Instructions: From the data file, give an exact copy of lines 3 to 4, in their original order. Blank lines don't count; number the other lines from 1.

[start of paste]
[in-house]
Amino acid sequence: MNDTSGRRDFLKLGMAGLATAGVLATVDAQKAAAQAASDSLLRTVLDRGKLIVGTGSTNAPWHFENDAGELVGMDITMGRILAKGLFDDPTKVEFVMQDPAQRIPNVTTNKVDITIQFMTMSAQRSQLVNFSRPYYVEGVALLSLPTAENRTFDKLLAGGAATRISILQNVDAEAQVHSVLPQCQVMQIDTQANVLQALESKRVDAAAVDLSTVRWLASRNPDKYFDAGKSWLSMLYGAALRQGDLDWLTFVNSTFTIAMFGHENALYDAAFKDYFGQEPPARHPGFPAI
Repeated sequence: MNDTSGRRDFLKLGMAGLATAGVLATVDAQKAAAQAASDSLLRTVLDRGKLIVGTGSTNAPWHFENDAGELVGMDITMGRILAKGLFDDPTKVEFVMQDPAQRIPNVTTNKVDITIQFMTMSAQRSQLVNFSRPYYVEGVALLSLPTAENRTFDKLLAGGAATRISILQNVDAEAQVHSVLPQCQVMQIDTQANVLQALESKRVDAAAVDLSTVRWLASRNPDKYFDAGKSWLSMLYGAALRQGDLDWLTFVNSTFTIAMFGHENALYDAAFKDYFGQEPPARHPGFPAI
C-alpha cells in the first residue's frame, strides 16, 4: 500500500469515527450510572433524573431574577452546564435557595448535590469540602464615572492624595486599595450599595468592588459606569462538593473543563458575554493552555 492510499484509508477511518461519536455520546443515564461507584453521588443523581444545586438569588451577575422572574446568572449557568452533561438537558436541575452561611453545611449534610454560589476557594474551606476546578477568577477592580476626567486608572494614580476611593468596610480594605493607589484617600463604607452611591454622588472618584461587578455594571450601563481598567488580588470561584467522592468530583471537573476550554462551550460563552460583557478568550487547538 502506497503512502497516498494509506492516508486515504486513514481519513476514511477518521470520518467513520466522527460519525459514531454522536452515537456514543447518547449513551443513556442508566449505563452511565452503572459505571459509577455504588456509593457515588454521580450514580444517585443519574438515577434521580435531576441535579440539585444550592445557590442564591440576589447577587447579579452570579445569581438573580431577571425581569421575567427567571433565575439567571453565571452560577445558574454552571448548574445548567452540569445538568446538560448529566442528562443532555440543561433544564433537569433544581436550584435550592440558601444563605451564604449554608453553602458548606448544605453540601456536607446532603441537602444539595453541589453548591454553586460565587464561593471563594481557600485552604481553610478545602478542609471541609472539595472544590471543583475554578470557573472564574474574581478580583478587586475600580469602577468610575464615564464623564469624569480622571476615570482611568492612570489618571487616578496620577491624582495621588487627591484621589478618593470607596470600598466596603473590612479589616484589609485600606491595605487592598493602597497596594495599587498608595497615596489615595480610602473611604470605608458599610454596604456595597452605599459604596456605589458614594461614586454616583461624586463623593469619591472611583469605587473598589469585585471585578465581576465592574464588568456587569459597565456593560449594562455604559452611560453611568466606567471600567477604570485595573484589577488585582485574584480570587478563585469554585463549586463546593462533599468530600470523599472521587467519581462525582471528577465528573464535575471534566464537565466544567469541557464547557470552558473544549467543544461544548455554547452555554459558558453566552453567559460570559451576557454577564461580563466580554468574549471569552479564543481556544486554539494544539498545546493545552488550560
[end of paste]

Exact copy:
Repeated sequence: MNDTSGRRDFLKLGMAGLATAGVLATVDAQKAAAQAASDSLLRTVLDRGKLIVGTGSTNAPWHFENDAGELVGMDITMGRILAKGLFDDPTKVEFVMQDPAQRIPNVTTNKVDITIQFMTMSAQRSQLVNFSRPYYVEGVALLSLPTAENRTFDKLLAGGAATRISILQNVDAEAQVHSVLPQCQVMQIDTQANVLQALESKRVDAAAVDLSTVRWLASRNPDKYFDAGKSWLSMLYGAALRQGDLDWLTFVNSTFTIAMFGHENALYDAAFKDYFGQEPPARHPGFPAI
C-alpha cells in the first residue's frame, strides 16, 4: 500500500469515527450510572433524573431574577452546564435557595448535590469540602464615572492624595486599595450599595468592588459606569462538593473543563458575554493552555 492510499484509508477511518461519536455520546443515564461507584453521588443523581444545586438569588451577575422572574446568572449557568452533561438537558436541575452561611453545611449534610454560589476557594474551606476546578477568577477592580476626567486608572494614580476611593468596610480594605493607589484617600463604607452611591454622588472618584461587578455594571450601563481598567488580588470561584467522592468530583471537573476550554462551550460563552460583557478568550487547538 502506497503512502497516498494509506492516508486515504486513514481519513476514511477518521470520518467513520466522527460519525459514531454522536452515537456514543447518547449513551443513556442508566449505563452511565452503572459505571459509577455504588456509593457515588454521580450514580444517585443519574438515577434521580435531576441535579440539585444550592445557590442564591440576589447577587447579579452570579445569581438573580431577571425581569421575567427567571433565575439567571453565571452560577445558574454552571448548574445548567452540569445538568446538560448529566442528562443532555440543561433544564433537569433544581436550584435550592440558601444563605451564604449554608453553602458548606448544605453540601456536607446532603441537602444539595453541589453548591454553586460565587464561593471563594481557600485552604481553610478545602478542609471541609472539595472544590471543583475554578470557573472564574474574581478580583478587586475600580469602577468610575464615564464623564469624569480622571476615570482611568492612570489618571487616578496620577491624582495621588487627591484621589478618593470607596470600598466596603473590612479589616484589609485600606491595605487592598493602597497596594495599587498608595497615596489615595480610602473611604470605608458599610454596604456595597452605599459604596456605589458614594461614586454616583461624586463623593469619591472611583469605587473598589469585585471585578465581576465592574464588568456587569459597565456593560449594562455604559452611560453611568466606567471600567477604570485595573484589577488585582485574584480570587478563585469554585463549586463546593462533599468530600470523599472521587467519581462525582471528577465528573464535575471534566464537565466544567469541557464547557470552558473544549467543544461544548455554547452555554459558558453566552453567559460570559451576557454577564461580563466580554468574549471569552479564543481556544486554539494544539498545546493545552488550560